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To maintain your 501(c)(3) Nonprofit Public Charity in good standing in North Carolina, follow this advice.

8 Ways to Keep Your Nonprofit Legal

In order to keep your 501(c)(3) nonprofit company in North Carolina, you must:

Apply for a state tax exemption.
Tax-exempt organisations must file annual federal returns.
Keep a Registered Agent on file.
Pay the Franchise Tax in North Carolina.
Request permissions and licences
Register or renew your charitable registration with the Department of Revenue.
Follow the Public Inspection Rules.

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1. Apply for a state tax exemption.

A. Exemption from state income taxes

When your nonprofit is incorporated in North Carolina, the Secretary of State will contact the Department of Revenue, who will then give you a questionnaire. To acquire state income tax exemptions, your organisation must complete and submit this form, together with a copy of its Articles of Incorporation and Bylaws.

B. Exemption from state sales tax

Nonprofits in North Carolina must pay sales and use taxes up front and then ask for a refund. You may request a refund twice a year, on June 30th and December 31st. To apply for a sales and use tax refund, fill out form E-585 and attach a cover letter with your nonprofit’s name, EIN, and a description of your activities/purpose. These papers are acceptable for mailing to the North Carolina Department of Revenue:

Raleigh, NC 27640-0640 PO Box 25000

2. Tax-exempt Organizations’ Annual Federal Returns

A. Federal Annual Returns

The IRS requires most tax-exempt charitable organisations to submit an annual return (Check the IRS website for a list of exceptions).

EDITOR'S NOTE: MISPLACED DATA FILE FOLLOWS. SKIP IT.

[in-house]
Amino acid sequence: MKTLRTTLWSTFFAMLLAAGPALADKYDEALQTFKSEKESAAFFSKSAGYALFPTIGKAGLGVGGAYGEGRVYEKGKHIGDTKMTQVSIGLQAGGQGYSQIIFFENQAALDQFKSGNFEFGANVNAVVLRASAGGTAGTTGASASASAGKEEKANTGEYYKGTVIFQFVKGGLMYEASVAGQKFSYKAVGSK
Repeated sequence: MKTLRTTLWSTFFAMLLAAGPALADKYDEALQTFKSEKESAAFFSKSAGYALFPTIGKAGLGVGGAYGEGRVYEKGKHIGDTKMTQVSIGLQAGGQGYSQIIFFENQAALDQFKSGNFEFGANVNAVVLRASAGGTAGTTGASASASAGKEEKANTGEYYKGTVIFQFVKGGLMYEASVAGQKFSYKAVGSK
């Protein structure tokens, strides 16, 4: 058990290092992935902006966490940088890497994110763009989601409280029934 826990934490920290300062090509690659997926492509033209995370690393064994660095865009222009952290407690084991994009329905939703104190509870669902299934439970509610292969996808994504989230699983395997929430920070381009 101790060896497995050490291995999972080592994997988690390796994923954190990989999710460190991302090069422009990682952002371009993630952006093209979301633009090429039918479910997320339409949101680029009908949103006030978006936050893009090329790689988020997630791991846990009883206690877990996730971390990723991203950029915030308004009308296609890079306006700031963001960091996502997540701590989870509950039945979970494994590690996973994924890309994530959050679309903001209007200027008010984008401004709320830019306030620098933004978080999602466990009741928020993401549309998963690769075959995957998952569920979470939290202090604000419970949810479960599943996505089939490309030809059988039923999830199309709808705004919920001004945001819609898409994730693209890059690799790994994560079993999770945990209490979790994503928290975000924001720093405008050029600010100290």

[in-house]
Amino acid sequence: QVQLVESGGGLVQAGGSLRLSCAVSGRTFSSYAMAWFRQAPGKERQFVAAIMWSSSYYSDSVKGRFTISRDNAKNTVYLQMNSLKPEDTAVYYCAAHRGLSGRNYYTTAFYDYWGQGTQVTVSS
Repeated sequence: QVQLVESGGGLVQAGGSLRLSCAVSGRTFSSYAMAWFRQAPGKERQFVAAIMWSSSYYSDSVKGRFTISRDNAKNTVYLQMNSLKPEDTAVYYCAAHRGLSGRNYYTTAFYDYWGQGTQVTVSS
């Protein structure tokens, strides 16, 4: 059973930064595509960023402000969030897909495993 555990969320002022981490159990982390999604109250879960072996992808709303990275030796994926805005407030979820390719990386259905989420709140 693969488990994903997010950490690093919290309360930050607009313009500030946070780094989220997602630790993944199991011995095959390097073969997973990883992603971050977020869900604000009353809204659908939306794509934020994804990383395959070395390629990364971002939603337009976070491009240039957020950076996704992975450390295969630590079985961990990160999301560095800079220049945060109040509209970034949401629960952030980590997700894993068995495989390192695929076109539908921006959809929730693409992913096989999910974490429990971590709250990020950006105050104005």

An organization’s yearly gross receipts dictate which form should be utilised to submit the annual federal return.

The IRS defines ‘gross receipt’ as “the total sums the organisation received from all sources throughout its yearly accounting period, before deducting any expenditures or expenses.”

For gross revenues of $50,000 or more, file Form 990-N.
$200,000 in gross income and $500,000 in total assets —- File 990-EZ
If your gross revenues exceed $200,000 or your total assets exceed $500,000, you must file a 990 form.

If you have any concerns, please contact the IRS at

(800) 829-3676 (Form related questions)
(800) 829-1040 (general information)

Q: When is the 990 form due?
A: Form 990 is due on the 15th day of the 5th month after the end of the organization’s fiscal year.

For example, if the fiscal year closes on December 31st, the form 990 is due on May 15th.

NOTE: If an organisation fails to complete Form 990 for three years in a row, it will lose its tax-exempt status.

B. Unrelated Business Profits

If an organisation earns more than $1,000 from a trade or company that is unrelated to the organization’s declared purpose, it must submit Form 990-T to pay taxes on that revenue.

If your organisation anticipates to pay $500 or more in unrelated business income taxes for the year, you must pay a quarterly estimated tax on the unrelated business income using Form 990-W.

3. Keep a Registered Agent.